Faculty teaching in graduate programs express some of their views on the changing face of graduate programs. Increasingly, students are working professionals who are attempting to balance workplace pressures, family obligations and self-induced anxieties associated with returning to a formal graduate learning environment. Procrastination is as pervasive among graduate students as it is with undergraduates. Having to guide graduate students on time management is progressively a part of graduate supervisors’/advisors’ role. Graduate students need not only content knowledge but also the refinement of their critical and systems thinking skills, as well as improved writing skills. Aligning relevancy of course work to future job requirements is paramount in assisting students to complete graduate work. Increased expectations for fundraising along with attainment of grants and publishing is coupled with the sometimes subtle and gradually more overt requirements for faculty to develop a different model for graduate education.

Suggestions being deliberated among graduate schools to address these challenges include, but are not limited to, the categories of improving student completion, faculty innovation and administrative leadership.

Student Persistence and Completion

  1. Articulate clearly the steps for completing the graduate degree.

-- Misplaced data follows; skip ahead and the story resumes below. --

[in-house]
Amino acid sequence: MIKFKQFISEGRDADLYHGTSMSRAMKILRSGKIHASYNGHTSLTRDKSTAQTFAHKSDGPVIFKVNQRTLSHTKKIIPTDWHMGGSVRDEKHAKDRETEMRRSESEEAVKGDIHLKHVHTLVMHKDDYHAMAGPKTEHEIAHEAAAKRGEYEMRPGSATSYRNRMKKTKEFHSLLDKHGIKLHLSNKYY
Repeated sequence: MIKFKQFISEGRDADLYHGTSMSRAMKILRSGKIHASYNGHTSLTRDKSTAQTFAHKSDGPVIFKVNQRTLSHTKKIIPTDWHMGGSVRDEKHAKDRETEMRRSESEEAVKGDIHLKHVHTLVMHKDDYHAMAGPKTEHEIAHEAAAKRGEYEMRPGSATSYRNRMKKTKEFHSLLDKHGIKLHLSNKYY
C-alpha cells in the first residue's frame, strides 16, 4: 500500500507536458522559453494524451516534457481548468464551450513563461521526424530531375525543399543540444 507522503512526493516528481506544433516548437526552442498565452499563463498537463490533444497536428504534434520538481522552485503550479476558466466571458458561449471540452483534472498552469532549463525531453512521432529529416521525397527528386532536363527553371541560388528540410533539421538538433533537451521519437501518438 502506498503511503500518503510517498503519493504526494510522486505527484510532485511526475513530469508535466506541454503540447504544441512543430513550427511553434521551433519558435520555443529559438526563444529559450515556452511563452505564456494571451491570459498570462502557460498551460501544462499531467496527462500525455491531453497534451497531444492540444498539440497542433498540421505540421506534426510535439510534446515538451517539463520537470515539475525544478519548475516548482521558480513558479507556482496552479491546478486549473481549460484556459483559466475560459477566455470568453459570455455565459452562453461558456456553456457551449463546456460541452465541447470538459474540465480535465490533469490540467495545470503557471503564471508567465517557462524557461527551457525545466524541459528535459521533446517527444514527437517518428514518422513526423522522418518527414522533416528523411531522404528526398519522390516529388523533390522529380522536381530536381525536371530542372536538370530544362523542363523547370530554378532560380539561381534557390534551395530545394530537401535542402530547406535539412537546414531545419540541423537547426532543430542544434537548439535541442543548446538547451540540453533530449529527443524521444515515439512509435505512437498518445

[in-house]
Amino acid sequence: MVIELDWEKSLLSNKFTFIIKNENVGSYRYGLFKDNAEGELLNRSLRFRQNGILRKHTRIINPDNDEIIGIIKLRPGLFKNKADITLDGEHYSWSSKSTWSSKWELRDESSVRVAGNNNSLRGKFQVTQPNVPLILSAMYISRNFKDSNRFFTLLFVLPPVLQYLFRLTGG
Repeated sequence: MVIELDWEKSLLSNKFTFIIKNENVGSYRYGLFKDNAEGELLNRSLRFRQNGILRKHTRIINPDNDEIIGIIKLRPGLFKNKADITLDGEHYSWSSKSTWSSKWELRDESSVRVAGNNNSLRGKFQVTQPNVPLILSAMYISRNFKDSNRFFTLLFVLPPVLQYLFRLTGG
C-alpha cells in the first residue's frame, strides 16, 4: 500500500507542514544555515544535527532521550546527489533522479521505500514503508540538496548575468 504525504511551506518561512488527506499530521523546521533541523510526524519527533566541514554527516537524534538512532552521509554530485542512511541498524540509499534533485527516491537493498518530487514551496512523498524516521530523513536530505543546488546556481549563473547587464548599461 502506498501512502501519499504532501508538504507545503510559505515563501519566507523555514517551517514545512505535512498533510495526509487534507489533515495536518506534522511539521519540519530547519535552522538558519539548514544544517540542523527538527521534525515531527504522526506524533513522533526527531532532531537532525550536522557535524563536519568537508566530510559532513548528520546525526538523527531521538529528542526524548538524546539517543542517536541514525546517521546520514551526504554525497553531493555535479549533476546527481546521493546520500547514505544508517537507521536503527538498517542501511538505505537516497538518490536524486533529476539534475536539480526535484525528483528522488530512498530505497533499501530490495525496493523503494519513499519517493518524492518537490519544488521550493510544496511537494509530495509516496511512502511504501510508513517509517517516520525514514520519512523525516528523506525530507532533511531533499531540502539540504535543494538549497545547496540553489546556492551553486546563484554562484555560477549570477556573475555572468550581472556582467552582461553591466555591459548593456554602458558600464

2. Provide a checklist of requirements including courses, internships, practicums, research, thesis or dissertation that is reviewed annually by the student with the graduate supervisor.
  3. Provide options for course delivery format such as online, hybrid and face-to-face.
  4. Reinforce the expectation of active engagement by the faculty supervisor or a graduate advisor/coach with the student to keep the student on the pathway to degree completion during coursework and thesis/dissertation.
  5. Provide opportunities for internships, practicums and research during the program even with diverse delivery modalities and program structure.
  6. Provide opportunities for scholarships and assistantships for part-time as well as full-time students.
  7. Provide support systems for students on critical thinking, writing skills and time management.

Faculty Innovation

  1. Explore options for the structure of degree programs including part-time student status, competency curriculum and options for internships and practicums that are tied to current or future career goals of students.
  2. Explore greater use of technology in teaching, including hybrid and personalized adaptive learning, as well as fully online options
  3. Examine how to collaborate with a variety of disciplines around problems and research to increase funding opportunities beyond the primary discipline taught
  4. Provide relevancy of curriculum for career options outside of academia
  5. Work closely with senior administrators to develop an innovative model for graduate education while maintaining the integrity and objectives of the master’s degree and the doctoral degree

Graduate Administrative Leadership

  1. Listen to graduate student voices
  2. Listen to graduate faculty voices
  3. Support faculty innovation in graduate teaching
  4. Seek funding for greater integration of technology and alternative delivery modalities into the teaching of graduate education
  5. Provide a clear, well-communicated vision for the graduate school